I have a few questions for Showbiz. What is the ‘A-Room’? Is it a cabinet, chamber, cubicle or something on the D.I.T.C. Studios premises? If the hyphen shouldn’t be there, what exactly is ‘a room therapy’? Is it the opposite of a wilderness therapy? Or are we talking about aromatherapy? Oh, and this: David Bars wrote a touching song called “The Kalief Tale” for the album that recounts the tragic story of Kalief Browder, a young man who committed suicide after being held for three years without conviction on Rikers Island. In that context, how could a regrettable line like A Bless’ “I done touched all type of islands, you niggas only touched Rikers Island” (from “Toe 2 Toe”) slip past everyone involved? That’s a worst-case lyrical coincidence.

While producers usually cannot be held accountable for the stuff rappers say on their beats, it’s a little bit different when your name is on the marquee. Your release, your responsibility. Still the single mishap should not distract from the substantial contribution that is “The Kalief Tale.” Following Maino’s attempt to recount the story with “The Ghost of Kalief Browder” last year, David Bars keeps the lyrical finesse just modest enough to not detract from the emotions he’s trying to convey as he describes the dire situation the caged teen finds himself in. Showbiz and Motif Alumi provide a serene backdrop, eventually enriching the basic melancholic piano with a celestial sphere, a gentle hint at the pure soul that was destroyed by the apparently wrongful incarceration.

Save for one track, Showbiz is assisted by either Motif Alumni or Dark Keys, which takes nothing away from his efforts. Practically every top producer has at one point brought in peers to keep his sound fresh. Rather than the state of the art, however, “A-Room Therapy” reflects the sonic state of Diggin’ In The Crates. Which is, within the confines of their niche, more or less all over the map. “Do What I Want 2” with its ’60s soundtrack groove is stuck somewhere in the era between “Reasonable Doubt” and Diplomats, sounding like something Missin’ Linx might have dropped. It sets up a sober convo that sadly doesn’t materialize with David Bars’ mismatch between professed ambition and casual rapping. The bumpy, MPC-processed “Burn Something” is an unnecessary throwback to the ill-fated D.I.T.C debut from the turn of the century while rappers A Bless and Tashane manage to muster a couple of uninspired fire and smoke metaphors. “The Company” abides to D.I.T.C.’s audio austerity policy and ends up a purely functional track that is basically comprised of sound droplets steadily raining down. “Pull Out the Gage” even recalls experimental sample-free rap circa 1991.

Samples still provide a safety net for beatmakers like Showbiz. “Bronx Day” is sure to satisfy nostalgia on several levels. As a sunny soul sample thumps in the background, the song’s rappers celebrate hip-hop history. Tashane, who was tragically murdered in 2013, drops unexpected names like Rappin’ 4-Tay and The D.O.C., while Majestic Gage goes directly to the source of hip-hop culture:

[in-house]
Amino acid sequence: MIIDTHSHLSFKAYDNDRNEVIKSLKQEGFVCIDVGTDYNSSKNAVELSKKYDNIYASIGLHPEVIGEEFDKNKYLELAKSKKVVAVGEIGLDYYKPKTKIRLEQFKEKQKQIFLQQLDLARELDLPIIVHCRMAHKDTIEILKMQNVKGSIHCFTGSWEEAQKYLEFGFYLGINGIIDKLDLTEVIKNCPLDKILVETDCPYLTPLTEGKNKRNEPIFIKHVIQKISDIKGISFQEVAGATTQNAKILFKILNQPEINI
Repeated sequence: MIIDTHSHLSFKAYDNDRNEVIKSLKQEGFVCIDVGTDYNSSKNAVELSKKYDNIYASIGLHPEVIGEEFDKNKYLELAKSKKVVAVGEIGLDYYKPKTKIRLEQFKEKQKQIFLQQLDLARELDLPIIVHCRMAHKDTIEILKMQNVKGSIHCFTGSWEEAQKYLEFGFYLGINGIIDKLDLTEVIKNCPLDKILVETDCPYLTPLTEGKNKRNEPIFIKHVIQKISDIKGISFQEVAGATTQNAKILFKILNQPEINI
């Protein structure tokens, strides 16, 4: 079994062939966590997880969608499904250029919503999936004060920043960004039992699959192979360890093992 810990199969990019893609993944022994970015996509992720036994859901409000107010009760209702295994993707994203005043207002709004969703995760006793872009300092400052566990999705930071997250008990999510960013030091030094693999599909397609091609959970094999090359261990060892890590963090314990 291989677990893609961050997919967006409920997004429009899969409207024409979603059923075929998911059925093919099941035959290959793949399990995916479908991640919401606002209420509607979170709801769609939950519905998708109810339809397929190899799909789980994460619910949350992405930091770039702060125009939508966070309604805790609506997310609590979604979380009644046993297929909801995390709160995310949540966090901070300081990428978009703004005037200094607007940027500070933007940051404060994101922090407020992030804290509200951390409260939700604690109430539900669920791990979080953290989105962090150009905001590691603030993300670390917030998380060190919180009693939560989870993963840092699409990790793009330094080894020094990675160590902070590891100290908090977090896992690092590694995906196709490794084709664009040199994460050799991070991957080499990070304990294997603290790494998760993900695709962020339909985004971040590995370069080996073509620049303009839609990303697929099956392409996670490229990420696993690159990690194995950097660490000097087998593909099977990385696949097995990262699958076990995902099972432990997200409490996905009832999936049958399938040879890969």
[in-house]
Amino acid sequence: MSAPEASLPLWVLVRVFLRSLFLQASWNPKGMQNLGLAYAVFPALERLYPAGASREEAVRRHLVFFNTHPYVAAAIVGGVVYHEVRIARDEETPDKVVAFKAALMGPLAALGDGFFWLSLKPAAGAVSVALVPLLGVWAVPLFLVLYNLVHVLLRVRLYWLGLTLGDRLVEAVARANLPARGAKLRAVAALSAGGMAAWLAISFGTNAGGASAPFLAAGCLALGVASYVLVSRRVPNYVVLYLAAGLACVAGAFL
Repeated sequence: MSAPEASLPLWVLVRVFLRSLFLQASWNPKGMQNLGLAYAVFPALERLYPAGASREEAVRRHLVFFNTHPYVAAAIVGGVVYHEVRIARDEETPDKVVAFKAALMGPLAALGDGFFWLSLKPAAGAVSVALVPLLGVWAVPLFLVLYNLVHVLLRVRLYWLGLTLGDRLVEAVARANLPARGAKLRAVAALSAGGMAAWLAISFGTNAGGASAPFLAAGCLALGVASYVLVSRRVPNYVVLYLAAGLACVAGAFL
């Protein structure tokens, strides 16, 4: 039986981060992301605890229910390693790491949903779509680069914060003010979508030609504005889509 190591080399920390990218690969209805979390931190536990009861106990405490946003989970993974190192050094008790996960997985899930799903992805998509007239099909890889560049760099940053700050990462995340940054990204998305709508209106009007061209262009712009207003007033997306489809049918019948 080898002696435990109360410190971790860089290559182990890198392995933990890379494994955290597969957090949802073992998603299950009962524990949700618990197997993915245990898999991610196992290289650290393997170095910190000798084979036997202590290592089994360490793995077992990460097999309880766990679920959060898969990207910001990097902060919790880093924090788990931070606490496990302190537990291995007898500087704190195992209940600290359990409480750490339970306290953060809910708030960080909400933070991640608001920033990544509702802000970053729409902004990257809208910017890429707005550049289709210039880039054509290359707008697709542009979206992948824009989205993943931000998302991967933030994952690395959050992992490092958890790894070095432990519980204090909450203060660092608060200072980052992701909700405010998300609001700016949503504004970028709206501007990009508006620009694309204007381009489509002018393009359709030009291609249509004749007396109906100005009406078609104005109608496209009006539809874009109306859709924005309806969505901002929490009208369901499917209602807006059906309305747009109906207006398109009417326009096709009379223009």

“1520 Sedgwick Ave is where it started at
1970s, wishin’ I was a part of that
Acknowledge that it didn’t start with rap
and I can honor that
Thankin’ God for Kool Herc because he fathered that
In the South Bronx from the heart
spinnin’ records in the park after dark
stoppin’ the violence before it start
With precise skills that were sharp
but did it so nonchalant
Before the charts when it was more about the art”

“City of the Gods,” billed to Showbiz & A.G., would have substantially enhanced last year’s group album, Showbiz slowly turning up the heat on the warm background on the self-produced beat as his partner dispenses his positive philosophy. History and experience provide A.G.’s performances with a subtext that doesn’t necessarily have to be spelled out. The Bronx, hip-hop music and black culture are all implicitly present when the Giant raps. Perhaps it has to do with dues being paid, but that kind of effortless self-evidence doesn’t come as easily to more recent additions to the roster. David Bars shows promise, also on the autobiographical “Love Never Dies,” where he addresses his separated parents, and on his duet with O.C., “The Science.” Still the lyrical cast of “A-Room Therapy” leaves something to be desired. Recently active affiliates such as Milano or Molecules are absent, and excluding A.G. it takes too long for an MC the caliber of O.C. to appear – who after “The Science” chooses to tackle the topic of depression on closer “Recovery.” Meanwhile, taking a closer look at these two tracks, “The Science” draws from a source that Lewis Parker aleady put his stamp on with the superb “Hard Endeavour,” while “Recovery” ends too abruptly.

There it is then, the familiar verdict that like many later-day D.I.T.C. releases “A-Room Therapy” lacks that final conviction, the belief in a superior creation, in hip-hop supremacy. Show-b-i-z dares something new with two vocal-driven instrumentals (“Speak Ya Mind” and “Put You Down”), which, if we’re broadening the scope only a little bit, is of course anything but new.

Showbiz :: A-Room Therapy
5.5Overall Score